As a martial arts career matures the tree grows upward and outward. Roots also sink deeper into the ground. It takes deliberate effort to grow roots; an open mind will help deepen roots. The deepening of the roots is both mental and physical. The roots grow by emptying ones cup and learning in a deeper way by exploring earlier curriculum with a different perspective as an advanced rank. The representation of rank as the growth of a tree helps visualize this connection. The young martial artist starts out as a seed, white belt and beginner. As the young martial artist learns he is exposed to the ideas and practices of those that came before him. He can also interpret those in his own unique way to best suit his capabilities and abilities. For example, a smaller person will perform a technique against a larger person in a way to best suit their size. The same technique but applied in a smart way to be most effective.
Like the seed, the martial artist is exposed to the sun (nourishment through learning) which allows the seed to sprout green leaves. It is flexible and full of energy. Thin roots start to grow and help strengthen the young trees hold on the earth. More water and sun will help build stronger branches and deeper roots. Time and exposure to the elements will develop bark (building a harder shell of protection and endurance). With this hardness and maturity comes some absence of flexibility (what the young green spruce white belts posses). But the larger tree is here to stay and will not be washed away. Black belt is the full maturity of the tree but the tree has yet to experience fertility. The larger tree that can’t be washed away also provides stability to the younger trees around it and should strive to protect the younger generation of trees that are less rooted.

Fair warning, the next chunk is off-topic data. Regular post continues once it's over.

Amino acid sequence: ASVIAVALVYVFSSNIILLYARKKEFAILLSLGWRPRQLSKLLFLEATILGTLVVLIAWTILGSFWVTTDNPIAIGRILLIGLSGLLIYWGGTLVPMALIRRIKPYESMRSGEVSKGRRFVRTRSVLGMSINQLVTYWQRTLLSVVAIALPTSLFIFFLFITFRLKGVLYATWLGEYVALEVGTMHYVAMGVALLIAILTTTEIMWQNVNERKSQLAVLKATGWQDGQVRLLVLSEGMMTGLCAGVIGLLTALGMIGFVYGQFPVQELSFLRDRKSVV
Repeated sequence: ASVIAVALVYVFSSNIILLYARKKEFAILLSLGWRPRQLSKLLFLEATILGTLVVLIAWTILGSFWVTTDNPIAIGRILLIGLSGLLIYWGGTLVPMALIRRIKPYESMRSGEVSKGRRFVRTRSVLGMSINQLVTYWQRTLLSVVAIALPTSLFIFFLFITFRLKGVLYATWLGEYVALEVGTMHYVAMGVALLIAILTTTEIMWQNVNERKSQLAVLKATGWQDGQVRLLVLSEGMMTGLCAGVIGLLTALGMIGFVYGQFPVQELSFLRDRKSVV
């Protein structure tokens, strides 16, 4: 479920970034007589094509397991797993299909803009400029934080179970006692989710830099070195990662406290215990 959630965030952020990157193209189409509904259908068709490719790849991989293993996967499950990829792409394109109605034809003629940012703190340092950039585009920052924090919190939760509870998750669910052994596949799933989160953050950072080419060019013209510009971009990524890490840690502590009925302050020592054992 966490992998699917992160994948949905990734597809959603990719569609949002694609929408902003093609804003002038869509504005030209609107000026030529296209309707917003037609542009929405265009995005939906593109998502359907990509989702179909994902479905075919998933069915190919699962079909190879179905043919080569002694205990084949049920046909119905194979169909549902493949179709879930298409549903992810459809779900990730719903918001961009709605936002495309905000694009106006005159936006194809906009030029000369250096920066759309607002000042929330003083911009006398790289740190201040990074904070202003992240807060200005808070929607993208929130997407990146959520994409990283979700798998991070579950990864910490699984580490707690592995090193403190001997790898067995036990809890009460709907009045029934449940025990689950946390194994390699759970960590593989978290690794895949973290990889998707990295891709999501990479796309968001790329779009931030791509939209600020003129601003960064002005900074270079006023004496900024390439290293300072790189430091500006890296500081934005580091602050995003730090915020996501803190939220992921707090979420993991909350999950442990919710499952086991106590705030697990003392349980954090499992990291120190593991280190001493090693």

Dan ranks signify the creation of new young martial artists and the development of the new Sensei. As one gains rank above black belt and trains and develops the younger generation, the creation of new students grows the style and deepens the new Sensei’s black belt with red stripes signifying their students and deeper experience. Training young students allows a Sensei to maintain contact with the younger white belts and share in their flexibility, suppleness and fresh perspectives. These shared experiences will enable the mature martial artist to stay young at heart and practice emptying his/her cup and maintain flexibility. Practice makes perfect. Teaching provides the opportunity to empty ones cup and grow. It also allows the mature martial artist to stay close to innovation and flexibility. The manager mentioned earlier could benefit from this approach.
Trimming the martial arts tree or business tree can help one reach new goals, deepen perspectives and increase quality. It is a common practice among gardeners to trim back bushes in order to make them fuller and healthier. If they get too big and lanky, the extremities become neglected and weak. They are far away from the source of nutrition and the heart that provides them with what they need. The goal of a Cuong Nhu student is to improve themselves and their abilities in the martial arts in order to serve the people. Improving abilities doesn’t always mean just learning another new technique or creating a new demo. It can mean improving that lower block, weapons disarm or nutritional balance to a deeper level, creating a stronger tree, not necessarily a bigger tree.